The Parliamentary Under-Secretary of State for Health (Ms Gisela Stuart): The patient care empowerment modernisation action team and the wider consultation exercise with patients and the public on the national plan will develop and strengthen the representation of patients' views in the national health service.

Mr. Rapson: We have excellent hospitals in Portsmouth, but concerns have been expressed to me,

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mainly by elderly patients. They need more care, and extra effort must be made to ensure that they understand their rights. There is some confusion, so will the Minister make that extra effort to ensure that elderly patients and organisations that support them, such as Age Concern, understand their rights?

Ms Stuart: We are committed to developing a service that is sensitive to patients' needs. As part of the national plan development, we shall consult regionally and locally and ensure that all representative groups have an opportunity to comment and feed in their opinions. In addition, the action teams have considerable patient representation, which we hope will cover the whole spectrum of needs. We shall, of course, pay particular attention to the needs of the elderly within that framework.

Mr. Peter Lilley (Hitchin and Harpenden): Is not the best means of representing patients' views the right of their GP to refer them to the hospital of their choice? Why, therefore, have the Government effectively curtailed that right, and not even mentioned it in the circular on out-of-area treatments? What is the Minister's response to the president of the Royal College of Surgeons who, in last week's New Statesman, said:

Ms Stuart: I do not agree that the right of GPs to make referrals has been restricted in a way that will adversely affect patients' treatment. It is absolutely important that we end up with a system in which patients see the right doctor at the right time in the right place, and many of the modernisation programmes are geared towards that. That means that there must be some reconfiguration of services, but I do not agree that the system of GP referral is in any way under threat.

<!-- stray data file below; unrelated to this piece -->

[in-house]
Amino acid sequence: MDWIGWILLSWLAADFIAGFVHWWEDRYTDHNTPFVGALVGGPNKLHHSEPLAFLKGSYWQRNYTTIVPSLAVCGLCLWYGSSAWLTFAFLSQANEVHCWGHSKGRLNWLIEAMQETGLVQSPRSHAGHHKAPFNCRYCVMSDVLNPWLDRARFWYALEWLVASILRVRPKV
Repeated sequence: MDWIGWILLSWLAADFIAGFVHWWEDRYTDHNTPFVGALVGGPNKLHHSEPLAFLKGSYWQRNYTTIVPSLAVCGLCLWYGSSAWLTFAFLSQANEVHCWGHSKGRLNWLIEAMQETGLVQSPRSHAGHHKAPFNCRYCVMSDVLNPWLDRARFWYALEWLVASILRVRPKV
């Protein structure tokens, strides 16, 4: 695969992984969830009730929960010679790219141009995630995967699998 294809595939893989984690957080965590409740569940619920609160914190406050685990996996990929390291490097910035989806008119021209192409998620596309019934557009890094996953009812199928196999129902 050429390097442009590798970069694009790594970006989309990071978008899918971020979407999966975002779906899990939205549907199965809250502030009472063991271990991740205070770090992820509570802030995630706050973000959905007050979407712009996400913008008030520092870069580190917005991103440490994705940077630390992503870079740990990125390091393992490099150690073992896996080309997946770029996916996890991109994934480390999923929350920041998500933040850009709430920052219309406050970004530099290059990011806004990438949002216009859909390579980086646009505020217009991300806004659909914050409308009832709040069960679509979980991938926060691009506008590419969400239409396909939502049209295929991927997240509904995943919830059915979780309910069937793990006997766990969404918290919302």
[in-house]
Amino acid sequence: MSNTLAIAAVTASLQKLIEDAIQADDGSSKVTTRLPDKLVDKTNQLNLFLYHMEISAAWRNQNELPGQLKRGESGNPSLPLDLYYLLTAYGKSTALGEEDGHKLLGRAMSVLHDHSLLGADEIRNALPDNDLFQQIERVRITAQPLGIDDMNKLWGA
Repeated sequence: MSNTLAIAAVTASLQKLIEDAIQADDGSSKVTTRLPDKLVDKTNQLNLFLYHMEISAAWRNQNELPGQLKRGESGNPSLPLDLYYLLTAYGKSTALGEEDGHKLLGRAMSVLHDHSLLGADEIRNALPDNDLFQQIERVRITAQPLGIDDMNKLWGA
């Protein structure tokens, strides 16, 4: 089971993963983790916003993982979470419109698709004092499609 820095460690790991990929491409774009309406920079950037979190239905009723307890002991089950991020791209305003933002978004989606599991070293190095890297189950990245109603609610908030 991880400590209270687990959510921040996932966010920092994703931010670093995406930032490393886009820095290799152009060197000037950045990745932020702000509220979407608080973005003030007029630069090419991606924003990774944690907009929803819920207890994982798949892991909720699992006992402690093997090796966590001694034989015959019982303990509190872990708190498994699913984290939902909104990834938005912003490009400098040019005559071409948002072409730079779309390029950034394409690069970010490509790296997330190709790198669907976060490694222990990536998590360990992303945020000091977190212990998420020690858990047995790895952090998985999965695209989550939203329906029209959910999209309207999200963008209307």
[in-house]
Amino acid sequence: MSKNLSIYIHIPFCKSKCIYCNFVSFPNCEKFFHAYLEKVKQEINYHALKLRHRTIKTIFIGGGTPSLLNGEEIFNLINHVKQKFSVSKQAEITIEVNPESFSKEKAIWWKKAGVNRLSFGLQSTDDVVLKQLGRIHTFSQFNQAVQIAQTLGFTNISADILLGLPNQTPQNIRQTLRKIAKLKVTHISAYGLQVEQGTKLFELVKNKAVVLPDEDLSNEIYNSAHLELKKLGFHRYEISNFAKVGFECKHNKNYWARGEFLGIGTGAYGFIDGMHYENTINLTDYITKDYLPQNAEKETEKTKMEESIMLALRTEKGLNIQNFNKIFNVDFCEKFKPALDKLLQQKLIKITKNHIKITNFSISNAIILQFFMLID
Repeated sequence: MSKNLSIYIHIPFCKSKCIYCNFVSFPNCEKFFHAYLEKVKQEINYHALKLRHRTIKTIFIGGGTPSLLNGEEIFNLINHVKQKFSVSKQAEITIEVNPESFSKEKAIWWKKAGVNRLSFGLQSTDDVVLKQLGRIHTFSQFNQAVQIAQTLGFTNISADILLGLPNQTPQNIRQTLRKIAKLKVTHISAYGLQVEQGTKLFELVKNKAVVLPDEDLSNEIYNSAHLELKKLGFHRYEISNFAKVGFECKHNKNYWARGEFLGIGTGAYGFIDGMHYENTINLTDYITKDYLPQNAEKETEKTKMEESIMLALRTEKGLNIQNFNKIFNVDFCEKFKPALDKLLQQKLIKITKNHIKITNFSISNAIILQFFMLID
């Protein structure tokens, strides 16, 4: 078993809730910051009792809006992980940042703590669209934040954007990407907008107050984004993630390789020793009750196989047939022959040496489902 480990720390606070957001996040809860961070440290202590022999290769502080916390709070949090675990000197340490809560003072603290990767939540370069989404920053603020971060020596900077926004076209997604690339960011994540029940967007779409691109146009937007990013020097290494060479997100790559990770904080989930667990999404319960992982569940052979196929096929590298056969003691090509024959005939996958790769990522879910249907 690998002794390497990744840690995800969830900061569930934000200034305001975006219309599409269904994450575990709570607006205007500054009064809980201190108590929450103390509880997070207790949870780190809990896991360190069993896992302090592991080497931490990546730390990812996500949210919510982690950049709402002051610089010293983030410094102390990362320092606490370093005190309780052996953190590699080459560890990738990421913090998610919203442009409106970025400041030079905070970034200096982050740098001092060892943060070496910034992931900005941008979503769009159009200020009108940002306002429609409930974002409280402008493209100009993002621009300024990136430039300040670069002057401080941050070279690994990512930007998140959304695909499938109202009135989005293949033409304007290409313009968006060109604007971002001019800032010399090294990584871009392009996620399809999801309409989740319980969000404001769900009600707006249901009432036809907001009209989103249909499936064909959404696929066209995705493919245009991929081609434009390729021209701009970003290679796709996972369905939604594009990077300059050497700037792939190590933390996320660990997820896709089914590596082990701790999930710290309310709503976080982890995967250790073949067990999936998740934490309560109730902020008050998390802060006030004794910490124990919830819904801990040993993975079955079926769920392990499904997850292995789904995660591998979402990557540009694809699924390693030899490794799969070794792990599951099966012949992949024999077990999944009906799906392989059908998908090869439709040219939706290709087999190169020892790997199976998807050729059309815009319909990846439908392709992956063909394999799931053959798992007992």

Mrs. Eileen Gordon (Romford): Will my hon. Friend join me in congratulating community health councils on the work that they do to represent patients and inform them of their rights? Does she agree that with more resources they could do much more work and represent many more patients?

Ms Stuart: Community health councils have an important statutory function, but some groups of patients and parts of the community may not have a sufficiently well-structured input into service reconfiguration. We are keen to broaden that base and to involve the community health councils. We want to build on the model of CHCs in certain areas that have been very innovative, and we should recognise their role in involving the local community and build on that success.

Dr. Liam Fox (Woodspring): Given that one of the roles of the House is to ensure that the rights of the weakest and most vulnerable are protected, what specific plans does the Minister have to improve representation for the mentally ill? In the light of yesterday's announcement, what specific ideas do Ministers have about advocacy for the elderly in the health care system?

Ms Stuart: It is, of course, extremely important that the most vulnerable have the greatest protection.

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The advocacy system is being examined as part of the national plan for development of patient empowerment, which can mean empowering individual patients themselves or their carers or those who speak for the patient. That remit also includes the mentally ill.

Dr. Fox: The Minister might like to write to me with a fuller answer, which can be put in the Library, as this issue is obviously important to hon. Members on both sides of the House. I welcome yesterday's announcement and the Government's conversion to a public-private partnership in rehabilitation of the elderly, but what representations can patients make in such a system of treatment, and what say will they have? What safeguards will be put in place to guarantee minimum standards of care? Given that NHS treatments are subject to the Commission for Health Improvement, what changes will be required to the Care Standards Bill as a result?

Ms Stuart: The hon. Gentleman's question rightly covers a range of issues, which I shall take one by one. Mental health patients will be taken much more into care. We have spent an extra £100,000 on NHS Direct for a special line for mental health service patients. The Care Standards Bill will strengthen services within the social care sector. As for evidence of greater involvement, I ask the hon. Gentleman to wait for the national plan, which will shortly be published. It will refer to real actions rather than aspirations.

Mr. Peter L. Pike (Burnley): A few moments ago, my hon. Friend referred to the important work of community health councils. Will the Government ensure that the councils can represent patients' views at local level? It is essential that they remain local and do not become remote, which is what the previous Government were threatening.

Ms Stuart: It is absolutely essential that representation and consultation always take place at local level. That is why we are strengthening the role of health authorities and considering closely ways of broadening the base of that representation, which may not always be through the community health councils. The councils play a vital statutory role and we are committed to widening their base, but always with a focus on local delivery and local input to serve local patients.